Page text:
SolidWorks Announces PDMWorks Enterprise
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SolidWorks Announces PDMWorks Enterprise

SolidWorks Corp. unveiled new software that will make it easy for large product development teams to securely share and manage enterprise data and engineering documents while ensuring version control. PDMWorks Enterprise enables large or geographically dispersed design teams to work concurrently on product designs.

PDMWorks Enterprise is the latest product data management (PDM) software from SolidWorks to help engineers and product managers work more efficiently in teams while automating workflow. "As a large company, we have design and manufacturing teams scattered around the region," said Steve Moses of Tigercat Industries. "Teams in different locations have to collaborate daily, and we can't afford to have version control issues or inefficient access to data. PDMWorks Enterprise allows us to work with SolidWorks and other data as if we were in the same office, without worrying about errors that affect production or waiting hours to download large files."

PDMWorks Enterprise provides: While PDMWorks Workgroup delivers CAD data management to typically smaller engineering workgroups, PDMWorks Enterprise helps larger organizations better control each design project while streamlining development.

"Large medical device manufacturers, global retail consumer product makers, and industrial manufacturers are just some of the enterprises that can have teams of hundreds of employees working on any of 50 or more projects a year," said SolidWorks CEO John McEleney. "Seamlessly managing all project information is critical to delivering better products that are delivered on time and within budget. PDMWorks Enterprise provides the automated processes and granular management of a project throughout its lifecycle to help companies compete more effectively in a global economy."

by Jeffrey Rowe, Editor

In its most elemental form, PDM is an information system that can do many things, but is primarily used to manage the data for a product as it makes its way from engineering to manufacturing. This data includes product plans, geometric models, CAD drawings, images, CAM/NC programs as well as all related project data, notes, and other documents. A PDM also manages the interrelationships between the data so that when changes are made to one database, the effects are recognized and reflected in the others. PDM systems are developed for organizations o different sizes - relatively small workgroups as well as entire enterprises. PDM systems are intended to minimize design errors with essential file access and revision controls enabled by the PDM software. PDM addresses issues such as control, quality, reuse, security and availability of engineering data, and offers new functions for the engineering environment.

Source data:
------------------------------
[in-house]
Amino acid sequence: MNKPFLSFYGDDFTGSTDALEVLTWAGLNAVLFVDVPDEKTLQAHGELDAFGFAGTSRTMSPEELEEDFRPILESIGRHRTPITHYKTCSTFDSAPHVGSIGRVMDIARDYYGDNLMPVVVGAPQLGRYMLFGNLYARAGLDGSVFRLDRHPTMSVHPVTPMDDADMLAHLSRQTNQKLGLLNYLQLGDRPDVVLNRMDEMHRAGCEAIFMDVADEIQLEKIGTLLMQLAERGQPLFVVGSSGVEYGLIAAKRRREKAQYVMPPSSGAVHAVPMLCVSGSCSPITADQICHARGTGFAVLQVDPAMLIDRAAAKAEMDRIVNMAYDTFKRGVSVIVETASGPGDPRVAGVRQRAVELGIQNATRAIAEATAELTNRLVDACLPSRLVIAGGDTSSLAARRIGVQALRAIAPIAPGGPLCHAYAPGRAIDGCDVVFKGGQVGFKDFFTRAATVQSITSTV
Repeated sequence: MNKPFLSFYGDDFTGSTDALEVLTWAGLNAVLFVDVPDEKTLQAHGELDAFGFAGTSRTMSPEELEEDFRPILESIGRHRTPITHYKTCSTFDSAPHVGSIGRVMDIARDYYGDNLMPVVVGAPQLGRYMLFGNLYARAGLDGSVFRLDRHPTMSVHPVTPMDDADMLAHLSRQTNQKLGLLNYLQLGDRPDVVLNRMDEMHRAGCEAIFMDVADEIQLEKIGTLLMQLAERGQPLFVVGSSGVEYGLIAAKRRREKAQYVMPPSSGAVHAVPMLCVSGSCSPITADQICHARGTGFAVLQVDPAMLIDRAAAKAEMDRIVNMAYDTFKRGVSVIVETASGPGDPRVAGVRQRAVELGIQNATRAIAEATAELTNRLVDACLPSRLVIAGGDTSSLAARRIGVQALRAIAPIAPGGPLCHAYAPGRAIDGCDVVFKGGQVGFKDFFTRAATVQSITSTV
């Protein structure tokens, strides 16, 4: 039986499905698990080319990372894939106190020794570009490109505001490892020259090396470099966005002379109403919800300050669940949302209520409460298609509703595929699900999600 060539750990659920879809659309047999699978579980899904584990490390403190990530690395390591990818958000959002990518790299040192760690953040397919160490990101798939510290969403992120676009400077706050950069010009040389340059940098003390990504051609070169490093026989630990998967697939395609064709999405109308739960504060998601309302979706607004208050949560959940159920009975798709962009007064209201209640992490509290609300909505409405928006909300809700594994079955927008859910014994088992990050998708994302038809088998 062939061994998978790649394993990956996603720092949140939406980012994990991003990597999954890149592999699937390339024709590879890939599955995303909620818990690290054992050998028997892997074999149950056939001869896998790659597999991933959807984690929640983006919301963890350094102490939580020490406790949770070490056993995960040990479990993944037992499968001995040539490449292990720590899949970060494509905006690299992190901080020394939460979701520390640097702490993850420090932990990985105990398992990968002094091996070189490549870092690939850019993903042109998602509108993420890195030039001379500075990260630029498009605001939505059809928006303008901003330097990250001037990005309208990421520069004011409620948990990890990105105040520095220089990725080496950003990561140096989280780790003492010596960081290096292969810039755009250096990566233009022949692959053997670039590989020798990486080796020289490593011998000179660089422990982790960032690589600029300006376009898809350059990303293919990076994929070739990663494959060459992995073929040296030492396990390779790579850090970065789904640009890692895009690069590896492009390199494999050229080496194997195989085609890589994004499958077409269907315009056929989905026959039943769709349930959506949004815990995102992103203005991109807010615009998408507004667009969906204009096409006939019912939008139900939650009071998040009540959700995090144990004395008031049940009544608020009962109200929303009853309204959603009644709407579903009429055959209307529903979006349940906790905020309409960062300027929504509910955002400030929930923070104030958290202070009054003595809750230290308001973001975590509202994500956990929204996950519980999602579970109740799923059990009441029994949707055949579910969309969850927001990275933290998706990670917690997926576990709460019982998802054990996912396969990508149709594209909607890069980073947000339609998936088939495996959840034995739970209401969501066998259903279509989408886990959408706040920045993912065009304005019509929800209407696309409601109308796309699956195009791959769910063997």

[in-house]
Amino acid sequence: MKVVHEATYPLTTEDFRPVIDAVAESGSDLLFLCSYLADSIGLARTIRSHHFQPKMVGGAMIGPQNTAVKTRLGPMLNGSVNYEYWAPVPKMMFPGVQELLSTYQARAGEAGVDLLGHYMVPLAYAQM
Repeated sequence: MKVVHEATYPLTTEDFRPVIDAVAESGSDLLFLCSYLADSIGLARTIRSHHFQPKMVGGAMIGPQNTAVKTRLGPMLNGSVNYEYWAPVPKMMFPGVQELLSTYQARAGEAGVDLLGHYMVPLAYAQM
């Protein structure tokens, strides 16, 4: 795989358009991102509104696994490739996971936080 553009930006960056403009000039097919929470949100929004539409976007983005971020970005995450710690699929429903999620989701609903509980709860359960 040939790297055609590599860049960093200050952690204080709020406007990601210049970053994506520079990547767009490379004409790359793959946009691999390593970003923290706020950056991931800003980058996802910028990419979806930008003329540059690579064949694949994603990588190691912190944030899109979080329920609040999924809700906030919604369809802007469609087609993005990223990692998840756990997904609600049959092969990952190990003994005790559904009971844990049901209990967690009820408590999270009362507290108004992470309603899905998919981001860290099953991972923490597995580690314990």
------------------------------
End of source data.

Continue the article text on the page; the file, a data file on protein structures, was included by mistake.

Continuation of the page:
So what makes engineering data so difficult to deal with anyway? Well, for starters . . . Ideally, a PDM system should reduce: If successfully implemented, PDM systems should reduce: How successful PDM systems really are depends on whom you ask.

We spoke with Joy Garon, PDMWorks Product Manager for SolidWorks, and she said that PDMWorks Enterprise was introduced specifically for geographically dispersed workgroups who do need PDM, but not necessarily PLM (however you want to define what PLM is). These users have different needs than those using PDMWorks WorkGroup, issues primarily related to workflow. When asked what percentage of SolidWorks users were using any type of PDM, she speculated that 50%+ are, but some of these users include those using Windows Explorer and SolidWorks Explorer as a PDM system. This indicates that there is plenty of opportunity for PDM.

SolidWorks is serious about PDM because a few years ago John McEleney, SolidWorks CEO, was astounded by how relatively few customers were actually using a PDM system to manage an extremely valuable asset - design data. This concern, however, is improving as an increasing number of users understand and appreciate the importance of PDM systems, and are implementing them.

Admittedly, implementing a PDM system can be a challenge. In the beginning companies implementing PDM systems were medium to large companies. They included engineering and construction companies; discrete manufacturers in automotive, aerospace, electronic and mechanical engineering industries; and food and pharmaceutical companies. Today, PDM systems make sense for virtually all product development and service companies, regardless of scale.

The Week's Top 5

At MCADCafé we track many things, including the stories that have attracted the most interest from our subscribers. Below are the five news items that were the most viewed during last week.

Largest CAM Software Market Vendors Named by CIMdata